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My Son Doesn't Want to Go to College

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Guest blogger Mary: As my son was growing up, he never knew that going to college was optional, because my husband and I never let on that it was. Whenever we talked about it, we were always careful to say, "When you go to college," not "If you go ...." Technically, he always did have the choice, but we certainly weren't going to point out that fact to him. He was going, and that was that.

My Son Doesn't Want to Go to College
He's now a sophomore in high school, and he has done well -- his teachers doubt he'd have any problem getting into a decent school. Except that he's just announced he doesn't want to go. "It'll take too long to pay it all off!" he says, and (I love this one), "Other parents pay for their kids' educations. You shouldn't have kids if you can't pay for them to go. It's not fair! It's too expensive!" 

Yeah, it's expensive, but it's not like we expect him to pay for an Ivy League education. Suddenly he thinks it's not necessary to have a degree to have a career. Perhaps that's true ... if he's aiming to be senior fry cook at Burger King. He's naive. He has no idea what it means to be an adult in the real world. I'm willing to let him learn on his own, too; it's just that I'd prefer he do it with a diploma. 

He's always been told he'd have to be responsible for part of his tuition. It's not like we suddenly announced, "You're on your own, kid!" He's known that, like the both of us, he'd have to pay for a lot of it, through a combination of work, financial aid and scholarships. My husband's and my parents couldn't afford to pay our tuitions, but we never considered not getting a degree. We'd never be where we are now without one. We've explained to my son that, most of the time, it's not that one technically needs the degree to do a job (most of us learn on the job, anyway), but that you need the degree to be considered for the job. And let's not forget to mention the experience of college itself that he'd be missing, which is a good stepping stone into the real world. 

We've tried to talk sense into him, but he insists it's not our decision to make. Once he's 18, that may be true. But since he's only 16 and we're still the bosses, he still has to prepare himself as if he's going to college. He's got to take the SAT and he's got to apply to some schools, at least, and open some acceptance letters. If he decides, after all that, that he still doesn't want to go, we can't force him. But he has been informed that the day he graduates from high school, he'll need to move out, get his own apartment and start working to support himself. "Start saving now," we told him. "You'll need a security deposit to be able to get your own place." 

He'd assumed he could simply use the money from his college fund (we did have some money we'd saved to send him to school), but was told that the money would go back into our bank account if it didn't go toward his degree. This dose of reality is the only card my husband and I have to left to play, and it's gotten my son thinking about his choices.

Welcome to the real world, kid.


next: Give Your Kids a 'Green Allowance'
80 comments so far | Post a comment now
Cair October 19, 2010, 6:33 AM

You may not want to hear this, but if he really doesn’t want to go to college, he shouldn’t go right out of high school. It’s a waste of time and money. His money, your money, the government’s money. He should get a job and work for a while. Doing this will really allow him to see if he can have a career he is happy with without the degree. More than likely in a year or two he will be quite eager to apply to college, and once he’s in he will really work and value the education. Much more so than going because it’s the only thing to do.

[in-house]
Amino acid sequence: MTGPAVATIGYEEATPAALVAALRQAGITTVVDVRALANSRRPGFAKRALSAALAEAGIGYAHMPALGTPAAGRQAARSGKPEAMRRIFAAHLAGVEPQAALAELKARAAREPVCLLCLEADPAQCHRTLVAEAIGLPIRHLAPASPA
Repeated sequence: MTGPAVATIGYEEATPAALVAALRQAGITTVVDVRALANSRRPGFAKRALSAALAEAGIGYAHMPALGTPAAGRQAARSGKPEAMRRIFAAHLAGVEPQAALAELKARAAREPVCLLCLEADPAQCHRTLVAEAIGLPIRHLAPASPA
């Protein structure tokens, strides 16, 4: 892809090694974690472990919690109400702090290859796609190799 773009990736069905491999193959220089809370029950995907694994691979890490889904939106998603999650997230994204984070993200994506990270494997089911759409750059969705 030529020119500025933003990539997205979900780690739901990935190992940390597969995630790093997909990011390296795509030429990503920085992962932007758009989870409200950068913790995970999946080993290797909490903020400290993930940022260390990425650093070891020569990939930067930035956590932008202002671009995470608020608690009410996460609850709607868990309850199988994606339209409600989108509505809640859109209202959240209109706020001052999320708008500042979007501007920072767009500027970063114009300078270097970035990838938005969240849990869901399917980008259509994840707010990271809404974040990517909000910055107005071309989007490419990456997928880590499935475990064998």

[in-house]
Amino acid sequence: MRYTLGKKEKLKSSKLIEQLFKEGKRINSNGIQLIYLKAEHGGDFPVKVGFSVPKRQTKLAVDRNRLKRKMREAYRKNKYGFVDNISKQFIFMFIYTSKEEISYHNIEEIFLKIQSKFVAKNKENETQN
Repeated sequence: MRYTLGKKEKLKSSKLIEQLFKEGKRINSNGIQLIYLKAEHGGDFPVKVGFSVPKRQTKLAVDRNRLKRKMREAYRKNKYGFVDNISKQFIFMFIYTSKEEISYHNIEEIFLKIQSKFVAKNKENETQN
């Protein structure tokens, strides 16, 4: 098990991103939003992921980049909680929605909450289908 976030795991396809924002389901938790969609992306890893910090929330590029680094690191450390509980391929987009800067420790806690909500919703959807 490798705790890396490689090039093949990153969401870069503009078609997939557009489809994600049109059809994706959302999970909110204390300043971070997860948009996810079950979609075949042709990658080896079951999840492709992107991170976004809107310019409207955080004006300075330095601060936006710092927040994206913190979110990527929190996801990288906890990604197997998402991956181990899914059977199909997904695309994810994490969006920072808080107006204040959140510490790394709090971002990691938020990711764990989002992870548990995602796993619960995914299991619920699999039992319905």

College costs a lot more now than it did when you went to school. Students graduate with much more debt than in previous years, and it’s debilitating once they have to start paying back loans. But fearing the cost is not a reason not to go. There are schools out there that are affordable. Even some with the very biggest price-tags end up being the most cost effective. I think it would help your son, and you, to meet with some college admissions and financial aid people to talk through his financial concerns.

Good luck! I value college educations, but hate to see them wasted.

Anonymous October 19, 2010, 7:07 AM

The job market is at a standstill now for hiring new employees, so the colleges are experiencing a huge rise in attendance, as an alternate option. Perhaps your son would prefer the more comfortable atmosphere of a community college for his basic degree requirements (courses in the 200-level). And so says he has to go fulltime? I am 57 and completing a degree that started in 1973. It’s been a long road and one which should have been taken much sooner, had I the money to do so. My educational expenses were paid after a stint in the military, as my parents would not pay for college. college was for boys who need to support families (read grandchildren) later down the road. Women were apparently suppose to get funds from their husbands. Yeah, right. I can see the desire for a break from school for a year and actually think that is a good idea for some who need to mature a bit. However, unless he’s funding his own adventure and planning to return to school in a year, forget it. Schooling gets harder as you get older but it somehow enriches classroom discussions to have a mix of people with differing background experiences. Ultimately, it will be his decision and hopefully he’ll come to realize that college opens the door to many opportunities in the job market. Maybe he’d like to study computer software or programming, a popular choice for thousands of young men. Take a few classes instead of a full load and volunteer before deciding on a major. I never could decide until recently where my talents would take me. Good luck to both of you.

bwsf October 19, 2010, 7:19 AM

W30ell, he is 16 and his mind will probably change a thousand times still. And I will just say this: I just wanted to delay college and my parents refused. It ended up being 7 years before I found a major that stuck and finally graduated. I wasted so much time and money, and now at 31 I still owe $30,000 to a state school. Just hear him out. Sure he’s not an adult yet, but he’s also not a kid anymore.